Your self-worth is a function of how you value yourself. To build your self-worth you must first discover your values and then make up your own definition of success. Your values are nothing more than what you value in life.
You probably already know that society places excessive value on the outward appearance of success, such as money, material possessions, physical appearance, marital status, career, and so on. In contrast, little consideration is ever given to the loftier values of a person, such as love, integrity, kindness, emotional intelligence, forgiveness, and inner balance, when defining one’s success.
This means that we have a warped definition of success based largely on outward appearances, which really results in a warped sense of self-worth.
Discover How You Value Yourself:
You are likely to find those specific outward appearances automatically trigger a need within you to compare yourself to others, whether it is how much money someone else has or is making, how physically attractive they are, their relationship status,, or what material possessions they own,, and so on.
Dig a little deeper and you will find that you have unwittingly placed an undue value on these outward appearances and are using them to determine your own self-worth. In other words, how much money you have, how attractive you are, and so on, have become the determining function of your self-worth, and usually in isolation from all our other qualities and achievements.
Such specific comparisons leave you temporarily feeling either better or worse about yourself, depending on where you ranked yourself on society’s scale of success.
The Relative Nature of Outward Appearances:
Take a moment and make a list of all those outward appearances that you have inadvertently made the yardstick of your inner self-worth. See how all these things on your list actually require you to compare yourself to others or to seek outside approval in order to determine your self-value or “how well you are doing”.
In other words, you can never really gauge how much money you have if you do not compare it to someone else’s bank account, or how attractive you are if you do not compare yourself to someone else’s looks. The humor in Daniel Gilbert’s definition of happiness (Harvard psychology professor and the author of Stumbling on Happiness) says it all:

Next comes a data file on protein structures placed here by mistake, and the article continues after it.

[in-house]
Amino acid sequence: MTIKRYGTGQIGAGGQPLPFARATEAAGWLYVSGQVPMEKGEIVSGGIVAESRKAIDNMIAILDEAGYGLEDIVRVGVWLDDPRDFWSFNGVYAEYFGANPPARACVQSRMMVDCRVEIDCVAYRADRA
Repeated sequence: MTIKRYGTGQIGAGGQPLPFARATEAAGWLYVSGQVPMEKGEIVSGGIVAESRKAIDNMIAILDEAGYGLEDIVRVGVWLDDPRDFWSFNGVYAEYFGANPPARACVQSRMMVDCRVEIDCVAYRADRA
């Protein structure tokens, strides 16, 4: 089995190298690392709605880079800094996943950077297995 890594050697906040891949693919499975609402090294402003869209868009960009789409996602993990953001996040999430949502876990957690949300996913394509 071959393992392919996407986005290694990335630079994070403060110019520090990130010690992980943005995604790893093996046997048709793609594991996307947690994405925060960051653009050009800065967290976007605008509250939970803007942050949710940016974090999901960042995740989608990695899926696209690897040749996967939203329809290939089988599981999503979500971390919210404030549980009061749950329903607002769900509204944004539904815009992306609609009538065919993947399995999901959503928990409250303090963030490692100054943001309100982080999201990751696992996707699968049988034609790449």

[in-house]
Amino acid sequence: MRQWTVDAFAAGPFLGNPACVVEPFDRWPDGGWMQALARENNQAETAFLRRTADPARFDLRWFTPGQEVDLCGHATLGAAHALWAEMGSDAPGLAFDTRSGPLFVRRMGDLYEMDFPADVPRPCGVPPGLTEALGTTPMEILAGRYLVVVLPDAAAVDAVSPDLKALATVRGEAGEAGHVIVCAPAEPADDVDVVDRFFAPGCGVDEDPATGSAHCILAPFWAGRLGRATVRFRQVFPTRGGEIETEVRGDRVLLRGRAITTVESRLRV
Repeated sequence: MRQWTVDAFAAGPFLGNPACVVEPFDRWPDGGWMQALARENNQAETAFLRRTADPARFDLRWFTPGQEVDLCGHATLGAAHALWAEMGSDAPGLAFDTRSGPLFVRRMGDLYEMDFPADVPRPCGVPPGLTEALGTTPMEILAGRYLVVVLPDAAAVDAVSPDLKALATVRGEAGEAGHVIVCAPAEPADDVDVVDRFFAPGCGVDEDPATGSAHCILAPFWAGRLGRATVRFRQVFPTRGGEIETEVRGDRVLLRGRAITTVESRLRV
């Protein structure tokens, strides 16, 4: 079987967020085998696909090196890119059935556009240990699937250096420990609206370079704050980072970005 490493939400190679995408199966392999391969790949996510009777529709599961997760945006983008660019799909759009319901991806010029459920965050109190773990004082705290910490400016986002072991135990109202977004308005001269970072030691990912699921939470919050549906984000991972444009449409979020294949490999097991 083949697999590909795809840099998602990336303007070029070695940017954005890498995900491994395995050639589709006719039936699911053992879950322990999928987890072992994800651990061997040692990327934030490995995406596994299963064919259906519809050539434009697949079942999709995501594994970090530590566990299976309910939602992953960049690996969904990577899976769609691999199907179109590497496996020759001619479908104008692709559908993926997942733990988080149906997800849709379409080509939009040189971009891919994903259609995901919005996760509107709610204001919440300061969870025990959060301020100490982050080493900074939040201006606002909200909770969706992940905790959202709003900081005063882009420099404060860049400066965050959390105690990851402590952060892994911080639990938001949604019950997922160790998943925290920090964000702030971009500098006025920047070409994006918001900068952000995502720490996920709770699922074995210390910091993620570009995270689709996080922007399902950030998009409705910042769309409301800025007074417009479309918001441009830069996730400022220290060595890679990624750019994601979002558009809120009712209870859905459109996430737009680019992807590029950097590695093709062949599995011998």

“Happiness is proportional to your salary divided by your brother-in-law’s salary.”
The Changeability of Outward Appearances:
Outward appearances are highly subject to change. A multi-millionaire can find himself bankrupt overnight and a beggar can find himself a millionaire. There are no absolutes in outward appearances.
The problem with this is, that if you are using such changeable things to define your self-worth, then you are left aiming at an always-moving target because there will always be someone richer, more attractive, and more materially successful than you. It can be no other way in the physical world of the relatives.
The Paradox of Valuing Outward Appearances:
How you value yourself is a reflection of how you value others. For instance, if you have placed an undue value on money as a symbol of success, then in your estimation, people with more money are to be admired more than those with less.
Ironically, the very people who you admire most are also the people you envy most when their bank balance outdoes yours. Therein lies the paradox – whatever you admire most, you must also envy. In other words, you can never really be happy for those you admire most when your own self-worth is based on outward appearances.
The Illusory Nature of Outward Appearances:
The undue value that society places on outward appearances is fuelled by the ignorance that everything we experience in the outward physical world has its origin in the inner mental world.